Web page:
What are mycoplasma
Mycoplasma - sexually transmitted disease or not?
Like chlamydia, mycoplasmas are “incomplete” bacteria that require the support of cells to multiply. Therefore, these bacteria are not to be prepared on nutrient media, as is usually the case, but require complex culture processes for cultivation. It is therefore understandable that these bacteria have actually only been easily detected in clinical samples in recent years thanks to the use of methods for genome detection (e.g. PCR).
Not all "STI" germs are relevant
In addition to two types of mycoplasma (M. genitalium, M. hominis) we also know two types of ureaplasma (U. urealyticum, U. parvum) which are found in genital secretions. But the meaning of these rarely studied pathogens is unclear. Since newer detection methods now all named germs in addition to the gonococci, chlamydia and Gardnerella known as sexually transmitted diseases (STI) vaginalisprove in a sample, we have to deal more with positive results of these possibly irrelevant germs.
Recent studies suggest that the two Ureaplasma species are probably insignificant germs in the genital tract, as they are widespread and usually do not cause any symptoms of illness. The same seems to be true for M. hominis to be the case.
M. genitalium: to be taken seriously
It is probably different with M. genitalium. Recent studies suggest that the germ could actually also be important as an STI. So found Sonnenberg et al. in a study of around 4500 young, healthy people in England, an MG-positive result of 1.2%. It was shown that the infection rate only increased with the onset of sexual activity and that M. genitalium found more frequently in people who had more sexual partners (Fig.). Most were symptom-free, women sometimes reported bleeding after sex.
Another study (Trent et al, 2018) showed that the likelihood of M. genitalium Evidence was significantly higher in people who also reported other STIs. It now seems well established that M. genitalium is actually an STI to be taken seriously. A recently published meta-analysis (Baumann 2018) suggests that M.genitaliumprimarily in men who have sex with men (MSM) and in sex workers. Almost 10 years ago, a Scandinavian study in women found the symptoms of M. genitalium (Moi et al, 2009). Here, too, it was found that the infection in women, if symptomatic at all, was mostly limited to urogenital symptoms (urinary urgency, pain, discharge) and that the vaginal smear was more frequently positive than the urine test.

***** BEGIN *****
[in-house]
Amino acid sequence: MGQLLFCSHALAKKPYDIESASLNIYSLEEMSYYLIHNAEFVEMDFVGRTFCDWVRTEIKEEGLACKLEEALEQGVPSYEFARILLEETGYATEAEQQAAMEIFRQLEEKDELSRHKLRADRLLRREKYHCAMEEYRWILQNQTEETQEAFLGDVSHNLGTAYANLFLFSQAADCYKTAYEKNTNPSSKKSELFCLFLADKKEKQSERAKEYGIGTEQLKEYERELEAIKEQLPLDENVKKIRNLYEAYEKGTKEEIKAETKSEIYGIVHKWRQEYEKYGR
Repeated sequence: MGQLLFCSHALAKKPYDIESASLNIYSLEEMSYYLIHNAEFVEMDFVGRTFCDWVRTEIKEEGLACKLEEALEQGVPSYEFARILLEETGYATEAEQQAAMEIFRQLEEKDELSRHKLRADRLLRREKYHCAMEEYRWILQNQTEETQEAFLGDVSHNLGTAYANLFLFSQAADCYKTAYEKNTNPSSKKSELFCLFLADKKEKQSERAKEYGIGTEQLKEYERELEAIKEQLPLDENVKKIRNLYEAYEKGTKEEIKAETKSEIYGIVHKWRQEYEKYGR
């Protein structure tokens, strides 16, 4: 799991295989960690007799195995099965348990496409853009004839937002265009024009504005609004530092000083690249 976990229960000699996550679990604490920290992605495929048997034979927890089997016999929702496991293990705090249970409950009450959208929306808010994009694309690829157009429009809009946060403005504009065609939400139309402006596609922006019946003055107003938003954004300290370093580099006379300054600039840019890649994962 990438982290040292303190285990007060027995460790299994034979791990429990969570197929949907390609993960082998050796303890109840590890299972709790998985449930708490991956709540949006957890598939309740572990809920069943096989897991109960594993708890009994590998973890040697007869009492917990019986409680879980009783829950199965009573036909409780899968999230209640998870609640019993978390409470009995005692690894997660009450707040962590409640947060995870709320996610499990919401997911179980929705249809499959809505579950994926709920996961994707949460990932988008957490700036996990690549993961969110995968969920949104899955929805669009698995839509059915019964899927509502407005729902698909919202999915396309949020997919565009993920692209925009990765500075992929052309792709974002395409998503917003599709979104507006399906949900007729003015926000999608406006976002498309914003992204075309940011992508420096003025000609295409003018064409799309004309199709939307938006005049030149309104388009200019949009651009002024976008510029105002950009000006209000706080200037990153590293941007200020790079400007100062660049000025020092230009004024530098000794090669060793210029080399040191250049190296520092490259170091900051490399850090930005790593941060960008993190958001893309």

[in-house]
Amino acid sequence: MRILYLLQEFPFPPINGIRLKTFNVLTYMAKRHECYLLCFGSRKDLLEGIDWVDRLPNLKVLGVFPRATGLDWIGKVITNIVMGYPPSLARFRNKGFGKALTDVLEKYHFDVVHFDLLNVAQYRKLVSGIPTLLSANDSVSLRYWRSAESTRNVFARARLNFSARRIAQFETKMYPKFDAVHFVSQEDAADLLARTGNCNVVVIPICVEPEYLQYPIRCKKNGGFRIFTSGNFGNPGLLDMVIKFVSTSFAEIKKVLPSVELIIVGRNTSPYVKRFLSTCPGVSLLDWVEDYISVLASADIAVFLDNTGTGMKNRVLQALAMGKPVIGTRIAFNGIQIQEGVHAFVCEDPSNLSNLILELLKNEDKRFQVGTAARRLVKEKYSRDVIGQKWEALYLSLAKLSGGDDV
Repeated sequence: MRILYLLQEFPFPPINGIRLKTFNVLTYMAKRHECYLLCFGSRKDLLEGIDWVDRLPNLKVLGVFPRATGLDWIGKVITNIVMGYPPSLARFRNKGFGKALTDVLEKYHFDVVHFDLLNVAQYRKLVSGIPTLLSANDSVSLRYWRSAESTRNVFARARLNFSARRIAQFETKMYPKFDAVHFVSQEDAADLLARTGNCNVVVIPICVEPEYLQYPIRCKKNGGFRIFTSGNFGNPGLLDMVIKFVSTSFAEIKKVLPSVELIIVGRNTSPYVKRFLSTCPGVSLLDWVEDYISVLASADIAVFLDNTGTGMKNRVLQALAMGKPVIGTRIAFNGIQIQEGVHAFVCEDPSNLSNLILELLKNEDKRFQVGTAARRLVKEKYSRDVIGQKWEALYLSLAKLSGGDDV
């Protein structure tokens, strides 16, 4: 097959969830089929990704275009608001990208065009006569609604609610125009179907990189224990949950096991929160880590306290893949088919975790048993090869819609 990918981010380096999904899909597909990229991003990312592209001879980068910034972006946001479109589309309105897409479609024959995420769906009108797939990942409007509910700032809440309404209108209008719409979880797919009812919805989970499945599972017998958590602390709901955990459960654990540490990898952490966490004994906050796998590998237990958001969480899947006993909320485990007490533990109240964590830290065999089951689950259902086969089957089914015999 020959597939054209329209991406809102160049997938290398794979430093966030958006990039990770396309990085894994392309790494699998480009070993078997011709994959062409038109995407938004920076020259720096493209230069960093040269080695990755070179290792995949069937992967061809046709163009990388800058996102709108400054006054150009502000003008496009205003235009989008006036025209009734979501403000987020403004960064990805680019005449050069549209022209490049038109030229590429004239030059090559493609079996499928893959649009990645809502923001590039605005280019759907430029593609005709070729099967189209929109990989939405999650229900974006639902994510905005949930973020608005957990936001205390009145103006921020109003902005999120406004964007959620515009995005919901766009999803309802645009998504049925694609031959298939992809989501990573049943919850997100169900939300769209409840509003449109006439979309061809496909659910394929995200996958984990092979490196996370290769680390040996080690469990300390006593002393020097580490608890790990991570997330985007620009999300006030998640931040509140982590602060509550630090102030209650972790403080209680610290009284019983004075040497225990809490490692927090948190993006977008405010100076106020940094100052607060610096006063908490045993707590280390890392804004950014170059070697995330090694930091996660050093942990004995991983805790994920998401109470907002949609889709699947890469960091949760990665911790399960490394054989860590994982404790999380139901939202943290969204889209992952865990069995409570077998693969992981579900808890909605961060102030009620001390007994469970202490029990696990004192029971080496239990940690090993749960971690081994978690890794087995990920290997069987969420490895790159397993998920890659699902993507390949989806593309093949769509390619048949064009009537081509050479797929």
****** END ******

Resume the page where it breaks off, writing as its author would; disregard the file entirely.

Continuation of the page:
We definitely have to take the pathogen seriously. We also know that the pathogen is also becoming more resistant to antibiotics. We are unsure about the symptoms that M.genitalium can trigger. Most of the time, the infections are asymptomatic. The extent to which infections can also lead to PID (infections of the small pelvis in women) and infertility is controversial. In men it is suspected that the germ can also cause inflammation of the glans penis (balanitis) or the foreskin (postitis or balanopostitis) (Horner, 2011). In any case, we cannot say today that the diagnosis and treatment of asymptomatic carriers of M. genitalium leads to a reduction in long-term effects. For this reason, we currently do NOT recommend carrying out a diagnosis for M. genitalium.
Ideal approach in development
Due to the great uncertainty in dealing with M.genitalium and the rapid increase in resistant germs is currently being worked on in England on a new guideline (see Editorial Hughes et al, 2018). Until we have guidelines for dealing with the pathogen in Switzerland, we will adhere to the following guidelines:
- No screening of asymptomatic individuals for M. genitalium
- Pathogens look for symptoms such as urethritis or PID
- In the case of positive evidence, genetic resistance testing and targeted antibiotic therapy whenever possible
- Always treat partners at the same time
In the next few years, more information on this little-noticed STI will certainly be added. We stay tuned ...
Photo by AJC1
Photo by gigi murru
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